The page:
Tuesday, October 29, 2013

Breaking the Rules

Jennifer is thinking about breaking the rules.

I’ve always been a rule follower. I’m an only child, and we tend to be “good girls,” especially since there’s no one else to blame for things! I was raised to listen to my teachers and to do the right thing. And usually, I don’t mind.

But lately, I feel like there have been a barrage of writer’s rules thrown at me. It could be because I just came back from a conference. It could be I’m spending far too much time on social media. It could be I’m reading too many blogs. It could be that I’m letting my inner doubts surface and therefore I’m paying too much attention to the “I can’ts” rather than the “I cans.”

I’m starting to rebel. I’m starting to believe the adage, “Rules are made to be broken.” After all, there are so many rule breakers out there, why can’t I be one of them?

It was with this attitude that I walked into the keynote address of the published author’s retreat part of last week’s writer’s conference. As I mentioned in last week’s post, Virginia Kantra was the speaker, and she said something that resonated with me, especially in light of all the rules I’ve been told lately:

Writers feel like there’s a secret handshake. They think of Point A as unpublished and Point B as a bestseller. There is a part of us that wants to put in our 25 years and get our gold watch. There should be a secret to getting from Point A to Point B. Well, there is no secret, map or one way of doing things. We can learn from each other and support each other. If you try to follow the rules or someone else’s map, you will get lost.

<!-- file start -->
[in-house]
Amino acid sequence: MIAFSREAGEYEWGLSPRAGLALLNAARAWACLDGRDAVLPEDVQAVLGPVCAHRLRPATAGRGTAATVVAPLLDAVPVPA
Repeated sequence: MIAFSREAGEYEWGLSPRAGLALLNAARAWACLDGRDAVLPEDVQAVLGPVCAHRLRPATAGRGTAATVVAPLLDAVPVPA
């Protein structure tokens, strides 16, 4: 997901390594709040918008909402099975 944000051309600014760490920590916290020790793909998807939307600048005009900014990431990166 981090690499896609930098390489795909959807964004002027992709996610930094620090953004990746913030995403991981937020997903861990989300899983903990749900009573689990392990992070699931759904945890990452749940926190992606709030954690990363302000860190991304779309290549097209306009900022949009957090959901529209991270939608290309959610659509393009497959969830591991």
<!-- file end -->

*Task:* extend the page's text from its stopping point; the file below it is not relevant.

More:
I love this! The good girl in me is freaking out a bit, because, hey, there are rules and there are some that really shouldn’t be broken—like grammar and ethics and…--but there are also “rules” that aren’t really “rules.” They’re more like suggestions. And if you get bogged down in keeping track of all of them, and following all of them (which would be quite a feat as many of them contradict each other!), I think you loose some of the joy of writing.

And I don’t know about you, but I NEED that joy.

So forgive me, but I’m going to take a break for a while. I’m not going to worry so much about Every. Single. Rule. I’m going to break a few. I might even break ones I shouldn’t. Oh well.

Some rules ARE meant to be broken. And I think figuring out which ones I can break or bend might be fun.

Wish me luck!


  1. I agree, Jen.
    Here's a long article with various writers listing their 'rules'. It's worth reading, but if we attempted to follow all these rules, we'd never write anything!
    Ten Rules for Writing Fiction
    Maybe the important thing is to know the rules, but also to know which ones can be broken. A lot of so-called rules are actually advice (or one person's preferences), which you can take - or leave!

  2. When I write romance, I tend to break the rules. This usually takes place within an intimate scene but sometimes, when the plot is complicated and I feel the reader just has to know what's going on in both the hero and heroin heads, well... I break rules. I have a knack for doing it seamlessly (I feel) and as a reader, you are never left wondering what's going on.

    Go ahead, break the rules. Sometimes you just have to.

  3. Interesting link, Paula. Maybe you should post it on our Helpful Hints page?

    Thanks Wendy. The key, as you said, is to break them seamlessly. Go, go, go! :)

  4. Will do, Jen, although I do wonder if anyone looks at that page!

  5. You go girl! What a great attitude...and very liberating, don't you think?!


  6. As long as I stick with it, and don't abuse it, yes, it's liberating. Otherwise, it's just careless. :)

  7. I've always read: Learn the rules before you break them.
    That implies that it's okay to break rules as long as the reader doesn't get lost.
    Dialogue, especially, is rule-breaking. None of us speak who we write. That said, I've corrected a few bad speech habits since I started focusing on grammar while writing.